You can turn on the PC by momentarily shorting the two pins that the case power switch goes to.

You should hear a series of long, single beeps indicating memory problems.
Silence indicates a problem with (in most likely order) the PSU, motherboard, or
CPU. Remember, at this time, you do not have a graphics card installed so the load on your PSU will be reduced.

If no beeps:
At this point, you can sort of check the PSU. Try to borrow a known good PSU. If you cannot do that, use a DMM to measure the voltages. Measure between the colored wires and either chassis ground or the black wires. Yellow wires should be 12 volts. Red wires: +5 volts, orange wires: +3.3 volts, blue wire : -12 volts, violet wire: 5 volts always on. Tolerances are +/- 5% except for the -12 volts which is +/- 10%.

The gray wire is really important. It should go from 0 to +5 volts when you turn the PSU on with the case switch. CPU needs this signal to boot.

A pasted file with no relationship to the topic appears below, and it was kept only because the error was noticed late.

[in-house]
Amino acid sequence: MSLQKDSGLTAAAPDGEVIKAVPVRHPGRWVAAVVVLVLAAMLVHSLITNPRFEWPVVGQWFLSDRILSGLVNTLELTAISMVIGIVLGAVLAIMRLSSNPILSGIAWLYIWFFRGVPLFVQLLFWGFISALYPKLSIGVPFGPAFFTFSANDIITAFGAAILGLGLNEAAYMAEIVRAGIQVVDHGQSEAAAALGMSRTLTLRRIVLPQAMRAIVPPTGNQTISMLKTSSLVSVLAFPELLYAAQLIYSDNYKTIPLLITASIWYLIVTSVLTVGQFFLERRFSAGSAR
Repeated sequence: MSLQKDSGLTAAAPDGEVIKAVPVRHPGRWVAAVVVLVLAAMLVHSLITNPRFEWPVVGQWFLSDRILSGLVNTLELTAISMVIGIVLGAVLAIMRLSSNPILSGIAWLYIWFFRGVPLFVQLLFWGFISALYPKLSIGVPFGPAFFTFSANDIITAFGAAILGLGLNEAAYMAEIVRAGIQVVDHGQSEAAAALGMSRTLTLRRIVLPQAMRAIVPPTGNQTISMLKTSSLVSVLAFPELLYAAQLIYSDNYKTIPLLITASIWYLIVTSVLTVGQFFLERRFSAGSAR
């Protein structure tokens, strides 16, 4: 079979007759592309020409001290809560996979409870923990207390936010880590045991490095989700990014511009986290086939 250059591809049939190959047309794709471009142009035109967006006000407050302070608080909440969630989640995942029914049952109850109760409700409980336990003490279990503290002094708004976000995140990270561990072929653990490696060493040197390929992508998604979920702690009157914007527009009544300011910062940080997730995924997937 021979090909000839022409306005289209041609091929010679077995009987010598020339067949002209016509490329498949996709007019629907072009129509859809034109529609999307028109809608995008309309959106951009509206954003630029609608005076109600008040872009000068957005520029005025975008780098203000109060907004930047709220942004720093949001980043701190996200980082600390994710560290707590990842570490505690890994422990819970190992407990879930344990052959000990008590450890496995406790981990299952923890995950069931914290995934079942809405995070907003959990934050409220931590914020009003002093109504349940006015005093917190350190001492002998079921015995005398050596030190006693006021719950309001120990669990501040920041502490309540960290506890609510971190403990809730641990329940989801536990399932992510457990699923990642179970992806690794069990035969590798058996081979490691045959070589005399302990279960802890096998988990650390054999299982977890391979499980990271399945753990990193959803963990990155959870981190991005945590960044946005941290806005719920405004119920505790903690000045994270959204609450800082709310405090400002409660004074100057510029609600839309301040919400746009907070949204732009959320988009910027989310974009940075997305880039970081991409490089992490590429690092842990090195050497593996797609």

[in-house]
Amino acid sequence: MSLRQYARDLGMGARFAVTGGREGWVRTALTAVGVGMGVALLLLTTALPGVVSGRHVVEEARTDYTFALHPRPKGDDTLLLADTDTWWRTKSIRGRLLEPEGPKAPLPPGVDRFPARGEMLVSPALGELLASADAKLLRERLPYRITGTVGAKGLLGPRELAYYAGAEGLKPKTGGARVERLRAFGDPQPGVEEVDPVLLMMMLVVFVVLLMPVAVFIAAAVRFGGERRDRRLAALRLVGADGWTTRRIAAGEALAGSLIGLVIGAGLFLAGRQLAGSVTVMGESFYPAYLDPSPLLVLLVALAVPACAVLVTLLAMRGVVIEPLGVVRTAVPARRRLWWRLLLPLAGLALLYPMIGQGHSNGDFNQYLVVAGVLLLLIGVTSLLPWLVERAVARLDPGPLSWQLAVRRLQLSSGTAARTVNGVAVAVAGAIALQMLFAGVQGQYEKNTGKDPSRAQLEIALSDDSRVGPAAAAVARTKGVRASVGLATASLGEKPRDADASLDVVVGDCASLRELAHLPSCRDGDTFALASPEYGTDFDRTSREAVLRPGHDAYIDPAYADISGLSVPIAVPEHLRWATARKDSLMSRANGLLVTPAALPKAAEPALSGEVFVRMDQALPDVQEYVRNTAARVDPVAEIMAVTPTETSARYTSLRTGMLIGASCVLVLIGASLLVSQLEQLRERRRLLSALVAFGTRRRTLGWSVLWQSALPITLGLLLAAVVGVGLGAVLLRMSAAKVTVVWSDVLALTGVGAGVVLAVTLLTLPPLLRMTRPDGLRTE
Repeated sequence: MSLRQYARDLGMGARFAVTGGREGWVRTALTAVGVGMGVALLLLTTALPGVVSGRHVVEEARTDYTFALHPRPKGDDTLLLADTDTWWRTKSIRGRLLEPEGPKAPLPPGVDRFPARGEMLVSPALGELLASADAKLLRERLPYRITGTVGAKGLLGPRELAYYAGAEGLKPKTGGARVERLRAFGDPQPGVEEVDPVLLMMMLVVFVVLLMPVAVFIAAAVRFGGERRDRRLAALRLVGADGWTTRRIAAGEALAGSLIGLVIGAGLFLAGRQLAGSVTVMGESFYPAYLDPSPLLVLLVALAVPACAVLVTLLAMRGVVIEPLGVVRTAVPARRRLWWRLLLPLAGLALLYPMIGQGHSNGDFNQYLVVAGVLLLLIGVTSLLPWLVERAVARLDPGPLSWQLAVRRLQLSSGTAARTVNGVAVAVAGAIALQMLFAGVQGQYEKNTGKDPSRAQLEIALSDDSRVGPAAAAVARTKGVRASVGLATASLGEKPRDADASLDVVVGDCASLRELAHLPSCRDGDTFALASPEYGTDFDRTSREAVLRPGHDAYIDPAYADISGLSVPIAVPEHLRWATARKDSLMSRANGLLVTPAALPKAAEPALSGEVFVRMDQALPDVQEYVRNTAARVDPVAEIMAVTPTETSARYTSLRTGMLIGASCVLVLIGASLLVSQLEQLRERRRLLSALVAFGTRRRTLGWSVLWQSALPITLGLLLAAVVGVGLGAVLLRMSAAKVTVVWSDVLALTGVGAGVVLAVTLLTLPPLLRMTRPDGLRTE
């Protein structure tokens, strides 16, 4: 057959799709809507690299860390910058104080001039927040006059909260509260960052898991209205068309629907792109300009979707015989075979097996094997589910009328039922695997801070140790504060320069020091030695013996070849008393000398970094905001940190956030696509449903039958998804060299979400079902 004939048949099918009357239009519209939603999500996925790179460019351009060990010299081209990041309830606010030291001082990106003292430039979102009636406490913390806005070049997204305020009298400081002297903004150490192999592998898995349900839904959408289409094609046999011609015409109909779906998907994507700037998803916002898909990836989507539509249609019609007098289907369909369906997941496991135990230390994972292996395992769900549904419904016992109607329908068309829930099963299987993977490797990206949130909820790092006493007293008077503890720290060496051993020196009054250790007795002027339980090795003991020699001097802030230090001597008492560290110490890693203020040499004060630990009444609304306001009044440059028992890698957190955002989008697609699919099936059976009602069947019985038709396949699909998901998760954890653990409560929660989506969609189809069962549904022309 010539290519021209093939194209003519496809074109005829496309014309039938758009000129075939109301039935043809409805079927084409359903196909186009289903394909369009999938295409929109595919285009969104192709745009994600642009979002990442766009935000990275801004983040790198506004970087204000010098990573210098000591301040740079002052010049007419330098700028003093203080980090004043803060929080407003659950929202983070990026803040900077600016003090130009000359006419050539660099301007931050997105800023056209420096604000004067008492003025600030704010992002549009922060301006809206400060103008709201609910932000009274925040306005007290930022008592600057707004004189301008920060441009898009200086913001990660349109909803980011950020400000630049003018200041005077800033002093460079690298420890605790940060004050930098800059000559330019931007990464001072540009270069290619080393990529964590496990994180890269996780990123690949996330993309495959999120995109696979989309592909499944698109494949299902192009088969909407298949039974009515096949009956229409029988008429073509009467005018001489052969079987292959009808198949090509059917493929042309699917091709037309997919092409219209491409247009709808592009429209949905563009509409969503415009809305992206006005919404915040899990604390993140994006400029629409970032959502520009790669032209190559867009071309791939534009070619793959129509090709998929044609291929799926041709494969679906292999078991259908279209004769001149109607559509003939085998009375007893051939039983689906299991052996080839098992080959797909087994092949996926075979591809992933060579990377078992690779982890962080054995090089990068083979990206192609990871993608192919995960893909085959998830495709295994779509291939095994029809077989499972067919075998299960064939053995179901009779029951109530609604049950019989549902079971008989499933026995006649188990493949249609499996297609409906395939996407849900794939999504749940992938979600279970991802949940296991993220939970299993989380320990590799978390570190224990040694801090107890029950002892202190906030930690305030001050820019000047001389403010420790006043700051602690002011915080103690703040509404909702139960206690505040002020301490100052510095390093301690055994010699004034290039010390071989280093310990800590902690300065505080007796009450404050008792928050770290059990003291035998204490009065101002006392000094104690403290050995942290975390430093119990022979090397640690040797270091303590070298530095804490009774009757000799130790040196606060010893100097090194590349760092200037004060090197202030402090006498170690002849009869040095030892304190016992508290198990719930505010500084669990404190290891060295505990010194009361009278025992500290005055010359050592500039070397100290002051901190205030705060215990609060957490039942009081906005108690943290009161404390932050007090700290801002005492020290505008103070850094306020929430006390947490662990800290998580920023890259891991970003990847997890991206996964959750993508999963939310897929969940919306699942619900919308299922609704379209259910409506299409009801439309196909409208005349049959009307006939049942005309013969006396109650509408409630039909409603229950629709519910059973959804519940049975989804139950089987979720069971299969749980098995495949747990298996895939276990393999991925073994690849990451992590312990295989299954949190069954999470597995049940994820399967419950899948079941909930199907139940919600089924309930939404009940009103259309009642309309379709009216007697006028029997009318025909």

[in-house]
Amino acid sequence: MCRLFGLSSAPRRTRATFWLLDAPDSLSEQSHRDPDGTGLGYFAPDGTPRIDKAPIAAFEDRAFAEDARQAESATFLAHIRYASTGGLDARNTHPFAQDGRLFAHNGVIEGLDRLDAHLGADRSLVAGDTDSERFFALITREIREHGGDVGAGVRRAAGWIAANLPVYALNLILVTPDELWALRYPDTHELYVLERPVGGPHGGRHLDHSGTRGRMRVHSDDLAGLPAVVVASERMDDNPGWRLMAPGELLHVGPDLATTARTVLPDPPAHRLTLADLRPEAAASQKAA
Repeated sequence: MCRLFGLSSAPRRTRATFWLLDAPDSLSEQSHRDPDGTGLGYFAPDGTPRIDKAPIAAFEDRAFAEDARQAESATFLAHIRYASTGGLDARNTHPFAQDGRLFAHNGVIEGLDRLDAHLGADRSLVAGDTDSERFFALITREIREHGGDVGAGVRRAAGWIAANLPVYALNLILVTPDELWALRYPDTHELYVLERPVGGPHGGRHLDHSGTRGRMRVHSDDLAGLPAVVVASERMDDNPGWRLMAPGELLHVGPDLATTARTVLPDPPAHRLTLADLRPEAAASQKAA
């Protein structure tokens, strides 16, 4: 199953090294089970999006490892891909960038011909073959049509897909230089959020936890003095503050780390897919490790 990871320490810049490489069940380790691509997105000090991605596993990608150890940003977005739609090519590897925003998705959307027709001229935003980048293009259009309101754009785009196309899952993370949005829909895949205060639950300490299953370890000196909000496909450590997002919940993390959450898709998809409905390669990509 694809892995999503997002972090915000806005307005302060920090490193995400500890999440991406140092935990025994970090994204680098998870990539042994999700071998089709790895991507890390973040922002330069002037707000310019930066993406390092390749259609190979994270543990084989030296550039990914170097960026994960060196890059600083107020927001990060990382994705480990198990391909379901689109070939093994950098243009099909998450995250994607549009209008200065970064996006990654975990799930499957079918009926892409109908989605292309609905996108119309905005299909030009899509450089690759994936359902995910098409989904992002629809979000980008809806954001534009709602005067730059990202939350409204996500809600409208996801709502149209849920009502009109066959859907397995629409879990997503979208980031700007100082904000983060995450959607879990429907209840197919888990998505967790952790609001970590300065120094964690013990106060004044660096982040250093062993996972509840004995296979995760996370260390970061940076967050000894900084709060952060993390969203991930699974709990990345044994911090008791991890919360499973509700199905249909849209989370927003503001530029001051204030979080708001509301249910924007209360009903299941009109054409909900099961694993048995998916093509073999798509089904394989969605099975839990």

You can turn on the PSU by completely disconnecting the PSU and using a paperclip or jumper wire to short the green wire to one of the neighboring black wires.

This checks the PSU under no load conditions, so it is not completely reliable. But if
it can not pass this, it is dead. Then repeat the checks with the PSU plugged into the computer to put a load on the PSU.

If the system beeps:
If it looks like the PSU is good, install a memory stick. Boot. Beep pattern should
change to one long and several short beeps indicating a missing graphics card. Silence or long single beeps indicate a problem with the memory.

Insert the video card and connect any necessary PCIe power connectors. Boot. At this point, the system should POST successfully (a single short beep). Notice that you do not need keyboard, mouse, monitor, or drives to successfully POST.

Now start connecting the rest of the devices starting with the monitor, then keyboard and mouse, then the rest of the devices, testing after each step.